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Some Good News, Archives Edition

April 15, 2020

Borrowing John Krasinski's idea of reporting "Some Good News" during these troubling times, here are some historic news clippings from past pandemics or epidemics that have affected Nashville. But instead of including news articles about the actual devastation from the illnesses, these are more positive stories during the same time frame or at least examples of positives from the desolation.  


The past couple of weeks of at-home-working, I've been looking daily for articles from past epidemics or pandemics that have hit Nashville - hoping to uncover some happier news clippings from the same time frame of the tragedies. But it's almost like finding a needle in a haystack; especially since the time frame for the last major pandemic to hit the United States was also during World War I, so mining happy thoughts from those newspapers is more than wishful thinking. Also, especially since news articles during this era were incredibly blunt, often even including graphic details of murders and deaths in the area, so you get what we're working with.

But it wasn't a total loss and I'm working with the glass half-full mentality here, so borrowing John Krasinski's "Some Good News" idea — here are some good or positive stories, or even, as a stretch, distracting stories that pertain to the illnesses. Like mentioning some interesting medicine that was prescribed to cure some of the symptoms (like laxatives to prevent a cold, go figure). Or even some of the positive lessons learned after dealing with these debilitating illnesses, such as learning that cleanliness and proper water-source conditions lead to helping prevent illnesses, such as cholera. 

A doctor and nurse working on a patient, during the Spanish Influenza pandemic in the early part of the 20th century.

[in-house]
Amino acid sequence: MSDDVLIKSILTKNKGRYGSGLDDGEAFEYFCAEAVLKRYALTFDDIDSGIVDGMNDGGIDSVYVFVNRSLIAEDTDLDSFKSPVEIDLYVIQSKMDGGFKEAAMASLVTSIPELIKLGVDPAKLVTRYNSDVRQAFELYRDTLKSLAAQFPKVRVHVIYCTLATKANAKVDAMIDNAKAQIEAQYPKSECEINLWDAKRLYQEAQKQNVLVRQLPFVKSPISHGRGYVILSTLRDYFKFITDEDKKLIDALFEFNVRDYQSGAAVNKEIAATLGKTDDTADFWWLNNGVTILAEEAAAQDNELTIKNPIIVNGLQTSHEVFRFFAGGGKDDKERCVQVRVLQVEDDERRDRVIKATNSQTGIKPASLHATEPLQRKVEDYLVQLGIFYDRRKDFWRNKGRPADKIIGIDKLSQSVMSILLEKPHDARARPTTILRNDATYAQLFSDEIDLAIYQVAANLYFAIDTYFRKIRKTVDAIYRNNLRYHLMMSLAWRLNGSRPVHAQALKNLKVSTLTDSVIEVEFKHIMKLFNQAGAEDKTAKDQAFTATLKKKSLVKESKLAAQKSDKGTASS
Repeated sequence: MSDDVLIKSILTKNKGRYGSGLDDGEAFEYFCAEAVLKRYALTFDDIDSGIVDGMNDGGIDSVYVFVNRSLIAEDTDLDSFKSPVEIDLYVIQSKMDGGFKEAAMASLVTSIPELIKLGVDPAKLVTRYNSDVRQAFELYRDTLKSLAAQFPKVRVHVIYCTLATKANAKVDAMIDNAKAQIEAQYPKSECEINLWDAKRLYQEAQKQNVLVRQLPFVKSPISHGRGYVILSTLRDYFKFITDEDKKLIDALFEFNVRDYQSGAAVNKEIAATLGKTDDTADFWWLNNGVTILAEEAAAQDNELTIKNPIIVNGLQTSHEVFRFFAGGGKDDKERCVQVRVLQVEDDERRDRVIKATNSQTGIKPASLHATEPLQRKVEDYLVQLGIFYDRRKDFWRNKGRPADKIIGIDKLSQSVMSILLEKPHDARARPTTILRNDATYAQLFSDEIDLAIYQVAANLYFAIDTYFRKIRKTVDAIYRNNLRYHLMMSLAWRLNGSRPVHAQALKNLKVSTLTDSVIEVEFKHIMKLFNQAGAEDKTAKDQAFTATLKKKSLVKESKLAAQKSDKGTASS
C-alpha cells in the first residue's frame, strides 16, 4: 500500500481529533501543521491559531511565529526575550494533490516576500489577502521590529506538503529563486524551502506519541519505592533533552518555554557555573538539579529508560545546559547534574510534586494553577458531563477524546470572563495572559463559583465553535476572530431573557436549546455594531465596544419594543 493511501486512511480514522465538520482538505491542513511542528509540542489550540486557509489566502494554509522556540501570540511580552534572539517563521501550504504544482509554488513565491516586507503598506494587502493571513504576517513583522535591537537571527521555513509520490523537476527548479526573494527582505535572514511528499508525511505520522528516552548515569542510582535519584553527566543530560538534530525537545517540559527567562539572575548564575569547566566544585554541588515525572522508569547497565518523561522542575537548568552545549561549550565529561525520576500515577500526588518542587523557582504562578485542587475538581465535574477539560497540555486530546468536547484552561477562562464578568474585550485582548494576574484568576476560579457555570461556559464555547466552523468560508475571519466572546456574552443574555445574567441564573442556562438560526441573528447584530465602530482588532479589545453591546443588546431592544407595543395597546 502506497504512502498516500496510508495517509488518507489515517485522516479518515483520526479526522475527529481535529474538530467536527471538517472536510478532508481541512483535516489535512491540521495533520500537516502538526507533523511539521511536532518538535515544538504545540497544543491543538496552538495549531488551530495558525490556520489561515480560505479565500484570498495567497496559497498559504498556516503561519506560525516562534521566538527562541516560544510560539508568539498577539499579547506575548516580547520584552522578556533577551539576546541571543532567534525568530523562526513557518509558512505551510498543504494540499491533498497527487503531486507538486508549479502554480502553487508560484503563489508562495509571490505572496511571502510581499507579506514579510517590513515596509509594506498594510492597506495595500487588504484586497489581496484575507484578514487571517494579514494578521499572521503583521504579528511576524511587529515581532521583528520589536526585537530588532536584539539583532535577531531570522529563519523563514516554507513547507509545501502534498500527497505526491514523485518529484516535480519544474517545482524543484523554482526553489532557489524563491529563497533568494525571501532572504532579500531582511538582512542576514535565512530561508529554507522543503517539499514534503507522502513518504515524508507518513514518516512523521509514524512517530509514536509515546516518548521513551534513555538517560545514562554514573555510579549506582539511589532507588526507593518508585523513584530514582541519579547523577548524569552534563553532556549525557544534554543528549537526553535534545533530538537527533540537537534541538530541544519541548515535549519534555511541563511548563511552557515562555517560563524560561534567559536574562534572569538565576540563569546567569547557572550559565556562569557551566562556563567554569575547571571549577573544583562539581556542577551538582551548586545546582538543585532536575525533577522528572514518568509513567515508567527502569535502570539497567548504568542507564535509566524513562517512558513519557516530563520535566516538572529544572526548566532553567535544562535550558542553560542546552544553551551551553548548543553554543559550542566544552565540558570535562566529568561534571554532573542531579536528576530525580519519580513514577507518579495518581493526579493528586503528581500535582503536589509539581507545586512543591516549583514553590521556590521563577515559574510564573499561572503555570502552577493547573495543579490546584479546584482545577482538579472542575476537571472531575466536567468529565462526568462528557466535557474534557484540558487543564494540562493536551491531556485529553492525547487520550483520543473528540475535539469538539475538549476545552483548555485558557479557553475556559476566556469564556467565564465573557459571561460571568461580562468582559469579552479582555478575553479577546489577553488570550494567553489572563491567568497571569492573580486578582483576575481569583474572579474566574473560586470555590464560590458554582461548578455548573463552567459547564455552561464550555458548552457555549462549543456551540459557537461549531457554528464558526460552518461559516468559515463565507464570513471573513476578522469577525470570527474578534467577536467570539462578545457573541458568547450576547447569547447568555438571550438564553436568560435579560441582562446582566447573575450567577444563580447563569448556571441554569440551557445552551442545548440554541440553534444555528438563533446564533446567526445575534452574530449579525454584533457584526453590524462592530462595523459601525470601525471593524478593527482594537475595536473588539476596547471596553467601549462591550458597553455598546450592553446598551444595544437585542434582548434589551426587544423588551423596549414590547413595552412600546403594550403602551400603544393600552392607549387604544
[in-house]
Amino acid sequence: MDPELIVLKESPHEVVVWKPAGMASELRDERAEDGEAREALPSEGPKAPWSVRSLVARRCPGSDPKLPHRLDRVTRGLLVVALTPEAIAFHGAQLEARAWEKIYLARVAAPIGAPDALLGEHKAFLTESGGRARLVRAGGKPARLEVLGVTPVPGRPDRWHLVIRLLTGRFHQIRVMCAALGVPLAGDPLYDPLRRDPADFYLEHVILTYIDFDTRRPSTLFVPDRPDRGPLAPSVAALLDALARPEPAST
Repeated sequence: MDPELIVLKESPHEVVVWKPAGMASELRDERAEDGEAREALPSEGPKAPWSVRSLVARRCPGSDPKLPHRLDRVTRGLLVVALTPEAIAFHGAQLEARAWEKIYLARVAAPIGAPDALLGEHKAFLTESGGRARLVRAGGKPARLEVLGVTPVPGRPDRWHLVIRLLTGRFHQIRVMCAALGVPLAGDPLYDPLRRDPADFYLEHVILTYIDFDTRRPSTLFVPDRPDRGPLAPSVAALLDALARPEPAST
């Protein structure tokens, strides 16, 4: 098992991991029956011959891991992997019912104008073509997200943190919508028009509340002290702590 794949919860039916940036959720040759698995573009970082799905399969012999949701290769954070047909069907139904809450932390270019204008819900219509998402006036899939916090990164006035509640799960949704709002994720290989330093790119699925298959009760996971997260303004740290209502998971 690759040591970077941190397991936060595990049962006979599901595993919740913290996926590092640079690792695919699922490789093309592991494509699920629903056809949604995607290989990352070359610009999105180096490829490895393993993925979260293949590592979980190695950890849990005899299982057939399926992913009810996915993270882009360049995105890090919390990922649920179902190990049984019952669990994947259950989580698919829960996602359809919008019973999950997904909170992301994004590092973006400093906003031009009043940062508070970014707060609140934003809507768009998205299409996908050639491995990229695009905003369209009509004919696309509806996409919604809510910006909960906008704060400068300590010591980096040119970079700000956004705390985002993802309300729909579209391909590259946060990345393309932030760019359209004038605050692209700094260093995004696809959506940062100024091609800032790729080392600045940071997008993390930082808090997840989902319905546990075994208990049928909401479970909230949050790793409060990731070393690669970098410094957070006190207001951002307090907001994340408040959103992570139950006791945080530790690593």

Going in chronological order from the epidemics that have hit Nashville over the past 200+ years, starting with the Cholera Epidemic that throttled Nashville through a large portion of the mid-19th century...

Cholera Epidemic in Nashville

During the 19th century, the state of Tennessee suffered several Cholera epidemics, specifically between 1834 - 1893 (specific years include 1834, 1849, 1873, and 1892). And one of the most notable casualties of the epidemic was President James K. Polk, just after he left office and came home to Nashville, in 1849.

If you're not familiar with what cholera is or what causes it, it's an illness that relates to cleanliness or proper potable water since it spreads through unsanitary water. It's an illness of the intestines that causes really unfortunate symptoms such as vomiting, excessive thirst, diarrhea, and fever (among many other things). It was quite catastrophic throughout the state, especially in Memphis in 1873, where they also experienced an outbreak of Yellow Fever. 

Where's the good or positive in this, you ask? I'm getting to it. This is not so much a good story, but an example of the good that came afterward. 

With so many outbreaks throughout the 19th century, it would appear drastic measures were needed. So, after or even maybe before the epidemic occurred in 1873, the city of Nashville voted to establish a board of health. Throughout several articles I read, cleanliness (or lack of) was debated as a possible catalyst of the illness. A board of health, having successful development in other cities, could at least help keep the city in a cleaner state. 

Clipping from the Nashville Union and American from 1874.

And instead of going into a long explanation of what the Board would handle, here's another clipping from June, 1873 that explains in detail. The first section merely discusses who will be appointed to the board, but the rest of the clipping talks about the board's duties, which from the sounds of it, are meant to be taking preventative measures for future epidemics. Ironically enough too, I found clippings from 1874-1875 that talk about how people wanted to get rid of the board of health after the epidemic had ended. Not sure of the reasons there though — perhaps they thought it was ineffective or not worth the tax money. 

Clipping from the June 13, 1873.

However, based on statistics from 1875, it would appear the Board of Health provided services that were improving the conditions around the city, albeit another epidemic occurred in 1892. Which just goes to show that a lack of proper cleanliness around the city was not the only cause of cholera.